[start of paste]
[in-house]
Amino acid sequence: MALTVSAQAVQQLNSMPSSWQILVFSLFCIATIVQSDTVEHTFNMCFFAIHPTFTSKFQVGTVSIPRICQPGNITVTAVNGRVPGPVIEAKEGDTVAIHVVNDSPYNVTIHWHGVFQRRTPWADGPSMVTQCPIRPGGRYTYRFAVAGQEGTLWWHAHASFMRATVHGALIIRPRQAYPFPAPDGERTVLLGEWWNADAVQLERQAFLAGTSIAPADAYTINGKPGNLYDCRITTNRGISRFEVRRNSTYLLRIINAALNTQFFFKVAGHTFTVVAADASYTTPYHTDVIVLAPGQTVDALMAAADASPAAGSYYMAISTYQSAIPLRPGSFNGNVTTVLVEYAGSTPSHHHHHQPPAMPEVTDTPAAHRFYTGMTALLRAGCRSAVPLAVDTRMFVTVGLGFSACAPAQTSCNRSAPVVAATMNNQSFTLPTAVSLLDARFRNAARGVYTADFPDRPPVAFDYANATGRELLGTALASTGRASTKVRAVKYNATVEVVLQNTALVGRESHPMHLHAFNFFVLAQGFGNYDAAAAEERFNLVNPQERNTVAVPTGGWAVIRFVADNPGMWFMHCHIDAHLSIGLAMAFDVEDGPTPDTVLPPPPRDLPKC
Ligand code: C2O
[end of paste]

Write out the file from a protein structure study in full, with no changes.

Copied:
[in-house]
Amino acid sequence: MALTVSAQAVQQLNSMPSSWQILVFSLFCIATIVQSDTVEHTFNMCFFAIHPTFTSKFQVGTVSIPRICQPGNITVTAVNGRVPGPVIEAKEGDTVAIHVVNDSPYNVTIHWHGVFQRRTPWADGPSMVTQCPIRPGGRYTYRFAVAGQEGTLWWHAHASFMRATVHGALIIRPRQAYPFPAPDGERTVLLGEWWNADAVQLERQAFLAGTSIAPADAYTINGKPGNLYDCRITTNRGISRFEVRRNSTYLLRIINAALNTQFFFKVAGHTFTVVAADASYTTPYHTDVIVLAPGQTVDALMAAADASPAAGSYYMAISTYQSAIPLRPGSFNGNVTTVLVEYAGSTPSHHHHHQPPAMPEVTDTPAAHRFYTGMTALLRAGCRSAVPLAVDTRMFVTVGLGFSACAPAQTSCNRSAPVVAATMNNQSFTLPTAVSLLDARFRNAARGVYTADFPDRPPVAFDYANATGRELLGTALASTGRASTKVRAVKYNATVEVVLQNTALVGRESHPMHLHAFNFFVLAQGFGNYDAAAAEERFNLVNPQERNTVAVPTGGWAVIRFVADNPGMWFMHCHIDAHLSIGLAMAFDVEDGPTPDTVLPPPPRDLPKC
Ligand code: C2O